ICC stop in London

visit also: www.stalk.net/caravan/

On Friday 28th May,

the day of the London public hearing, a report from the Nuffield Council was released which declared we had a 'moral imperative' to develop genetically engineered crops to feed the Third World, and the papers were full of images of starving third world children scrabbling in the dust. It was nauseating. The report did not consult EVEN ONE PERSON from a developing country out of its 87 or so experts.

Thanks to the utter and total brilliance of GEN and assorted genetics and other campaigners, who set up an impromptu working group outside the hearing to develop a plan, at 4 o clock we cut short the meeting and marched over, farmers in the lead with banners saying "Food Control Eats YOu" and "Say no to GMO" and shouting "GMO hai hai, WTO hai hai", took over the main road,marched down it to the Nuffield Foundation offices which were luckily 10 minutes away. The crowd blocked the lobby and negotiated for 5 of the farmer leaders, and 3 of us and a translator to go inside. We had a 30 - 45 minute meeting with the director and assistant director, both of whom were quite embarrassed and surprised but civil.

The farmers told them they were astonished at the findings of the report and they were so frustrated their point of view was not heard that they had to come in in such a manner. They said their problem was not production of food- in fact that poor farmers prices were low because of overproduction and that storage was a problem - but distribution, and they criticised genetially engineered crops and intensive agriculture. It was quite late in the day so i don't know what media coverage it got - it certainly got a huge photo and caption in the Guardian (of course!) the next day. Nuffield said they would pass on the message to the bioethics council.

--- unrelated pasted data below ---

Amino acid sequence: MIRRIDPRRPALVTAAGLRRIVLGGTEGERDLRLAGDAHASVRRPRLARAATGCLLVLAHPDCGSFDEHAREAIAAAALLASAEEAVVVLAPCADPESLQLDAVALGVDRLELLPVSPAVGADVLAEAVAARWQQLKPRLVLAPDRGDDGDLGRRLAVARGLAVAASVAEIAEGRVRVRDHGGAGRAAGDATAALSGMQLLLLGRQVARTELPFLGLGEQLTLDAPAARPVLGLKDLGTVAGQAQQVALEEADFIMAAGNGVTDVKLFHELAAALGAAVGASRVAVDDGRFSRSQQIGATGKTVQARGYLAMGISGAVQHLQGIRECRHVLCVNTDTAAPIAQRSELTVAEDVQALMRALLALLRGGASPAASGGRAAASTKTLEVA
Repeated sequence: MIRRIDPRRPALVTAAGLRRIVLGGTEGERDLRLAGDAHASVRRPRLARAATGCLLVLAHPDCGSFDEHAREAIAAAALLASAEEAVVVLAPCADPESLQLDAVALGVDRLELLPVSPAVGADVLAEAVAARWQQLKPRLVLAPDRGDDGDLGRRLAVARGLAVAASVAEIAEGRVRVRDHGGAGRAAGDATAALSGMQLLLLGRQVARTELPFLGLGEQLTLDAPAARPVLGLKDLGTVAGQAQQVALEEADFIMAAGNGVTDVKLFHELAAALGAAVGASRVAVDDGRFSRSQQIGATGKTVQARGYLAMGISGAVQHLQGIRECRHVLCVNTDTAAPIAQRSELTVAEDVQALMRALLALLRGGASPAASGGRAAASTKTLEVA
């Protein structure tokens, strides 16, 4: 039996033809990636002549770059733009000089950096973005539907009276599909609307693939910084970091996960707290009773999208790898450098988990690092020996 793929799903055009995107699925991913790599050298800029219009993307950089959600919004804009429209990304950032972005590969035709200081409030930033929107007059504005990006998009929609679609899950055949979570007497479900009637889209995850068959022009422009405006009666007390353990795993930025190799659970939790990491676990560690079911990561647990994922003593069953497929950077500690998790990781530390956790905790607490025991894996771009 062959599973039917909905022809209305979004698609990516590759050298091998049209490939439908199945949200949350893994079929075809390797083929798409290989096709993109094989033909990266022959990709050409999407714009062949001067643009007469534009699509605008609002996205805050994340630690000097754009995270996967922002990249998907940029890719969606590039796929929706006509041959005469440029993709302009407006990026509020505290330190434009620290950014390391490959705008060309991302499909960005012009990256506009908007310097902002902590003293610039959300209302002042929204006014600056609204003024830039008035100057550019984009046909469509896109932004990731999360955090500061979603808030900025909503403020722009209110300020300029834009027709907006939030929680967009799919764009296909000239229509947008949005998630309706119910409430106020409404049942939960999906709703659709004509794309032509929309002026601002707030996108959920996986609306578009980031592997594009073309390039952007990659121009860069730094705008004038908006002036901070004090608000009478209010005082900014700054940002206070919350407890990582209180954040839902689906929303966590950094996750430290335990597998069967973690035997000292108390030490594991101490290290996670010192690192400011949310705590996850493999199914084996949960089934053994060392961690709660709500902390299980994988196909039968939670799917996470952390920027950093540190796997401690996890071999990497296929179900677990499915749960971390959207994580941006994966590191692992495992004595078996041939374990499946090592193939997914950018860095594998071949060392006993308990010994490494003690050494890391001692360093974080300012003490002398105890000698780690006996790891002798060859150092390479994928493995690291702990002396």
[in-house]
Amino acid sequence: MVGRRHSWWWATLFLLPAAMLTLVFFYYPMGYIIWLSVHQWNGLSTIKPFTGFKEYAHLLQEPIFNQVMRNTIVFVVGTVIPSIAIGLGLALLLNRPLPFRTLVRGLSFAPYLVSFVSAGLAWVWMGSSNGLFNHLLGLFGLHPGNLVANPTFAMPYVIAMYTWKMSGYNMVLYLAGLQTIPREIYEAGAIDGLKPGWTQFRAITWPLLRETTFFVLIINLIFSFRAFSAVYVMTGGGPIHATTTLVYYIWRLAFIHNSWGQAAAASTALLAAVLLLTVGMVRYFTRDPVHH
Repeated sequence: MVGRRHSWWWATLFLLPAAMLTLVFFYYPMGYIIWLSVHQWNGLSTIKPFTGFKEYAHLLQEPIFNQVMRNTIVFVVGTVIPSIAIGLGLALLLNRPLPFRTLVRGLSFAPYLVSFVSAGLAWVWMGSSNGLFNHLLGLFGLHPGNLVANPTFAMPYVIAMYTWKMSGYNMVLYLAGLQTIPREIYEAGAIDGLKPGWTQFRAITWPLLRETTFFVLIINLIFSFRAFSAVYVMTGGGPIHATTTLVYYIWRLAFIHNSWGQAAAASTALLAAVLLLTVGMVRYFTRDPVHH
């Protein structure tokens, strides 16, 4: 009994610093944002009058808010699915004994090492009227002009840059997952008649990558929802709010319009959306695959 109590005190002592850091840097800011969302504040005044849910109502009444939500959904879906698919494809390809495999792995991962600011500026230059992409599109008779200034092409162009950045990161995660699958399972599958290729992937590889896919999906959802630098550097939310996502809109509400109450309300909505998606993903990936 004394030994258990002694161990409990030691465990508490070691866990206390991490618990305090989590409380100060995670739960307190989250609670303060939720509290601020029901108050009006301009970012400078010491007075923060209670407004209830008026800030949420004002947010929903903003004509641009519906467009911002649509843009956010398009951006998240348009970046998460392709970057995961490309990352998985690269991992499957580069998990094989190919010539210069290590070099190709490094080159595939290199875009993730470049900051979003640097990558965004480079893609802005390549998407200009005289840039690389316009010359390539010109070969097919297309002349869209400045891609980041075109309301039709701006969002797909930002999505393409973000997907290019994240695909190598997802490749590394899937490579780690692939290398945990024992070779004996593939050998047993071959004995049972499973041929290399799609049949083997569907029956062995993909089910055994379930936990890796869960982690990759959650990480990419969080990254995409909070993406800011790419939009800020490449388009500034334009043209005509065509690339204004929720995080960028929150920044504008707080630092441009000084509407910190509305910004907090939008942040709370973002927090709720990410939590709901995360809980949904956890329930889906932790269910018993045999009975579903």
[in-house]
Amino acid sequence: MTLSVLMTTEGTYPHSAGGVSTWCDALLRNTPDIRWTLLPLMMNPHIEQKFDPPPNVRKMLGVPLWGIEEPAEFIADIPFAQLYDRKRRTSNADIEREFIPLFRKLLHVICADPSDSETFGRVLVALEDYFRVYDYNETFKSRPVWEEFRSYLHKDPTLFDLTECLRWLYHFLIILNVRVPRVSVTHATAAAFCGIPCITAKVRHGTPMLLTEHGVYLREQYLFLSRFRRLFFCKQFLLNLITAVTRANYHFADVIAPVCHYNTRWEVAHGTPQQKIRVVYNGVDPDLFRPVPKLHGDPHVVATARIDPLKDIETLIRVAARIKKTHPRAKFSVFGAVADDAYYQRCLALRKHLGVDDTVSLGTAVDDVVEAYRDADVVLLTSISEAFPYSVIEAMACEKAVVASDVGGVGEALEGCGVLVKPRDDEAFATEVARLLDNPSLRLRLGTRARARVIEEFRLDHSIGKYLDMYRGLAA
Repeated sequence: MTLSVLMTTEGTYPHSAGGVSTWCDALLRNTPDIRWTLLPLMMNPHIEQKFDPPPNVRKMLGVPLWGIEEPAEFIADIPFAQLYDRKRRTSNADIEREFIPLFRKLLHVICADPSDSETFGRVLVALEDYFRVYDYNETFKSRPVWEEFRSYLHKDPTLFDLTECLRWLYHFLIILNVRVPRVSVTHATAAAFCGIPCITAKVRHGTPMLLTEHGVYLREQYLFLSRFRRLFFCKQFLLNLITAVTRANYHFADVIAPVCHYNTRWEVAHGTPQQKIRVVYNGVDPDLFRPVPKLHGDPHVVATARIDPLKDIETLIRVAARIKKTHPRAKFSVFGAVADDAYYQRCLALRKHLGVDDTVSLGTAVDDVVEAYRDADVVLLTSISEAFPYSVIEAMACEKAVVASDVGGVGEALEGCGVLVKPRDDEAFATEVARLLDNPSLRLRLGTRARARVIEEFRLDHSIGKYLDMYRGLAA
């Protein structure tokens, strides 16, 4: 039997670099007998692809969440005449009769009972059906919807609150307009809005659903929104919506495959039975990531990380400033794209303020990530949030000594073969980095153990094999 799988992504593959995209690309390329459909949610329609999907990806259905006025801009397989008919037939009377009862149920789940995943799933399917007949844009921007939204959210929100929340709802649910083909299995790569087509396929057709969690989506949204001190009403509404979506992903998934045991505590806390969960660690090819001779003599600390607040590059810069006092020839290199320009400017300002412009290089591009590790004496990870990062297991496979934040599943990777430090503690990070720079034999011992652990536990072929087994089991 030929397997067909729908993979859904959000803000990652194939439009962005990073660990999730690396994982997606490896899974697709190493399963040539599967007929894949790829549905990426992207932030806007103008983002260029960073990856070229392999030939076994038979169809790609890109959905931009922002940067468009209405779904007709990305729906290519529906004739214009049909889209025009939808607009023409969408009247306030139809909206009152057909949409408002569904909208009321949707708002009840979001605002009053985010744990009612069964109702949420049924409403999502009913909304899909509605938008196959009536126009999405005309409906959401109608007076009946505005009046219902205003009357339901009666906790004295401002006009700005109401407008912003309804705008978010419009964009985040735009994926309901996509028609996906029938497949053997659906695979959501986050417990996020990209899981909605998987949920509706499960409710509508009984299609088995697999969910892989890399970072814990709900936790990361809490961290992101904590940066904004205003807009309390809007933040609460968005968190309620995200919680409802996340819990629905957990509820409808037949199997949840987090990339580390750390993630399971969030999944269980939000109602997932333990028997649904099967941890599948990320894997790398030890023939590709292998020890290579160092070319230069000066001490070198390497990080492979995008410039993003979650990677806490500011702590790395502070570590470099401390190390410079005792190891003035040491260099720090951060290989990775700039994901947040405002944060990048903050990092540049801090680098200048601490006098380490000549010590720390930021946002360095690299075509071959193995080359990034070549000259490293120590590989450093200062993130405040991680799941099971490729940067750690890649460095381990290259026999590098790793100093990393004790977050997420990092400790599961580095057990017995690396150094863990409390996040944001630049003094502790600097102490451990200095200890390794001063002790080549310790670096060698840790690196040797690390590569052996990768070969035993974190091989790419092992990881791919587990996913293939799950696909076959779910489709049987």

On the Saturday 29th May,

we took the caravan up to a crop squat, again thanks to the last minute salvation of genius genetics campaigners, all of whom I will love forever and ever. It was Monsanto test site in Essex that had been pulled up a few weeks earlier by protesters. We walked over the fields and one squatter said when he saw the first Indians coming with their turbans, and pink ribbons on their banners, and chanting, he had tears in his eyes.

The genetics people had set up a small camp, with new plantings of vegetables, information stands on genetics, tripods, benders, and welcomed us with an Irish jig on fiddles and flutes. Anarchist teapot, who were also total stars, cooked a big stew for everyone. The police came and were very fluffy, although there seemed to be helicopter surveillance.

We all had tea and sat in the sun swapping stories of genetics and campaigning and generally chatting and enjoying the peace of being out of London. Some activists demonstrated lock on and tripod techniques to the famers, and swapped banners with them. A nice sight - a climber going up the tripod to fly the punjabi farmers union flag next to the rts flag already up there.

The farmers planted organic vegetables into the earth of the destroyed test site, and watered them. this was incredibly moving. One of the farmers sang Punjabi songs whilst Dave, an English guy, played the sitan (a type of banjo) and accompanied him. It was a totally beautfiul combination of western and eastern music, for some reason it really worked. the singer, Jagdish Singh, sang a song about resistance to the british colonial rule, and then the squatters sang an Irish tune on the same theme! Then Jagdish sang a song which he summarised afterwards saying, "this is a promise to our guru that we will never run away from our fields of battle", and the campers, who were staying overnight in the field, said, "Us too!".

We were all blown away by the day, it was really really special. There was a journalist from the Economist who came along with us, and when I asked her what she thought of the crop squat, she said "absolutely brilliant! I've had more intelligent conversations in the last hour than I have had in three months of cafe squatting in South Kensington." (i guess that's no guarantee of what the article will be like though).

Media coverage of the caravan that I know of so far has included:

  • 4 or 5 pieces in the guardian
  • some in the asian press
  • 2 BBC radio interviews - one world service
  • one BBC south east TV footage, also to go into documentary on genetics campaign
  • another Inter Press article, this one from London
  • the BBC Food programme
  • probably something in the Big Issue (magazine)
  • Head Magazine
  • Red Pepper